Widsom in 140 Characters
Nobody gives you something for nothing.
There’s no such thing as a free lunch.
You get what you pay for.
You’ll never make as much money working for somebody else.
You’ve got to pull your own weight.
If you want something done right, do it yourself.
Anything worth having is worth working for.
Hard work is its own reward.
Early to bed, early to rise makes a man healthy, wealthy, and wise.
A hard-working man is his own best friend.
Never trust a man with soft hands and a $10 haircut.
Be your own man.
This is just a small collection of the “tweet-worthy” wisdom I can remember hearing from the older men of my youth. You could list it under the heading of “The Gospel of Self-Reliance.” Most of you have heard similar sayings and could no doubt add more to the list. Fact is, I’d be happy for you to send me your additions that fall under the same heading. I’m sure you have some good ones.
Many of my family role models—coal miners, farmers and carpenters—were men who made their living with grit, sweat, and the cuts and bruises that go along with labor. These men ingrained in me the absolute necessity of self-reliant work at an early age. Tobacco never sets on its own, and coal, well, you wouldn’t believe me if I told you how men used to bring coal out of the ground. There was a given to the rhythm of this kind of work-a-day life, and it flowed from the value that one never needed a handout. If you could do it yourself, you were expected to get it done—no excuses. No one else was going to do it for you. The world owes you nothing. Hard work was the backbone of a man’s pride, and such pride in self-reliance was offered to me as the highest virtue.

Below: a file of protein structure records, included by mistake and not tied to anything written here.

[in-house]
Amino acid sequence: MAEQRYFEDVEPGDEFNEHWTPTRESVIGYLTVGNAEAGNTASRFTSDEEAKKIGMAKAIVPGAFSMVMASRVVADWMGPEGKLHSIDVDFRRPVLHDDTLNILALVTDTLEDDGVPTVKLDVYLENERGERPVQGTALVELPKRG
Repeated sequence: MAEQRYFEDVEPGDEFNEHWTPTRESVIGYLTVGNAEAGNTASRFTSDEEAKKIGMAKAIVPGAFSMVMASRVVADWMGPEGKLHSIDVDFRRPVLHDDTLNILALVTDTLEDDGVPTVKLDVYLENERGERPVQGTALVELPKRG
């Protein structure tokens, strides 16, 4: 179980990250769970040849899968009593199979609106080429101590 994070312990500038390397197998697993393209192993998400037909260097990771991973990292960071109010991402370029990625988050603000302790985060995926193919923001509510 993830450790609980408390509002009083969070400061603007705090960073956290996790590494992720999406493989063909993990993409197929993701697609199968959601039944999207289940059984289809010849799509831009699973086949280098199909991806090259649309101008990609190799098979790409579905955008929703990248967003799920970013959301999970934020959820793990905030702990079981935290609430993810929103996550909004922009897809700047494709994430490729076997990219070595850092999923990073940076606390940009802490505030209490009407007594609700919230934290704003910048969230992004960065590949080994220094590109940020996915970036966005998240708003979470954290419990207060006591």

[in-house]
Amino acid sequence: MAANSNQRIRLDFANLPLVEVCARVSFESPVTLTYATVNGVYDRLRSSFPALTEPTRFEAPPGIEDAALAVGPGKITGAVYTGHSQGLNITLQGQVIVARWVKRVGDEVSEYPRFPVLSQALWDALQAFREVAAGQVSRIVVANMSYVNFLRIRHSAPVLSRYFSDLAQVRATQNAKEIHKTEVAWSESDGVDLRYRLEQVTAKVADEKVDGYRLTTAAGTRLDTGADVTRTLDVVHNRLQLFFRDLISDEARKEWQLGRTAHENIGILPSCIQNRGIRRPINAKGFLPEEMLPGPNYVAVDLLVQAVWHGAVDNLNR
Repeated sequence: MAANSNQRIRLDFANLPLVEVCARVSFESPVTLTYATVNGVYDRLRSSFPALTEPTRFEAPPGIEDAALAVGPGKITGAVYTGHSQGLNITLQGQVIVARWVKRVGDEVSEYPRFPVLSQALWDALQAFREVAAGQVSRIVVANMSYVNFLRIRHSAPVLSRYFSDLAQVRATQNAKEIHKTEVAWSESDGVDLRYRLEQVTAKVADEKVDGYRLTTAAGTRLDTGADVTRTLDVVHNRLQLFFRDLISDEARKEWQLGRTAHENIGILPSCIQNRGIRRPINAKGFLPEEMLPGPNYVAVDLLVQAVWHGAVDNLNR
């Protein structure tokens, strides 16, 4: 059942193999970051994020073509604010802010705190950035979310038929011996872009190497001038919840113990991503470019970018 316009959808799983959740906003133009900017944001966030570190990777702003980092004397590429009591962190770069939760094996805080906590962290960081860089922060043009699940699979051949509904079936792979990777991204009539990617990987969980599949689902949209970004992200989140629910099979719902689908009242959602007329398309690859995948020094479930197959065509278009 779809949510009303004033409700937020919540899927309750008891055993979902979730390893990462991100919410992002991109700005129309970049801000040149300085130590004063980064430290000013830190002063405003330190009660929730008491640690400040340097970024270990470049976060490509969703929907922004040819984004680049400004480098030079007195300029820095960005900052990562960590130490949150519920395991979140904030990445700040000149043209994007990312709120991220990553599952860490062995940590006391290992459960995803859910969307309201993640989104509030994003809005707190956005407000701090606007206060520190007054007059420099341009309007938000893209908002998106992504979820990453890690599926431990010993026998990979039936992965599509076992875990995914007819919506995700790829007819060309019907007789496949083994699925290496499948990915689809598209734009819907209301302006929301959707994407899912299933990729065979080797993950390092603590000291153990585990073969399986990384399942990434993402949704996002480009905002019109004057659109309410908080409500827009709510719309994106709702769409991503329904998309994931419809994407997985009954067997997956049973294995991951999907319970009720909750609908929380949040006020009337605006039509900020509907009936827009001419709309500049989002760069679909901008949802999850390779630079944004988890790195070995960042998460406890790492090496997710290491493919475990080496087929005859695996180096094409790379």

All of this sounded like truth to me, and by that I mean that it appeared to work for all those folks who lived by it. The problem with it began to glare at me, however, as I got older. If we could control every detail of our lives and the lives of those we love, a work-ethic theology would be sufficient. But when things happen that we cannot anticipate, control, or manipulate, then our theology needs some help, and so do we. Self-reliance can take us only so far. It cannot give us hope when we are left helpless. It cannot get us all the way home, so to speak.
In the Sermon on the Mount, Jesus confronts us in the first Beatitude with the inadequacy of self-reliance. He doesn’t make this confrontation on the basis of how we meet the competitive demands of this world with each other, but with the reality that we are creatures of the Holy Creator. In light of this comparison, we are totally without resources to live on His level apart from His help. The first step of a follower of Jesus is to recognize the weakness of self-reliance and turn to God for help.
God delights when we take this first step. Jesus says that we are blessed, approved of God, even “happy” when we confess our need for God and His kingdom resources. We cannot work our way into spiritual resources by any means. They come by grace—a gift which is received from God. Here, a key tenant of the self-reliant gives way. We can receive the highest and most satisfying life freely. It comes by His labor for us.
You can tweet that.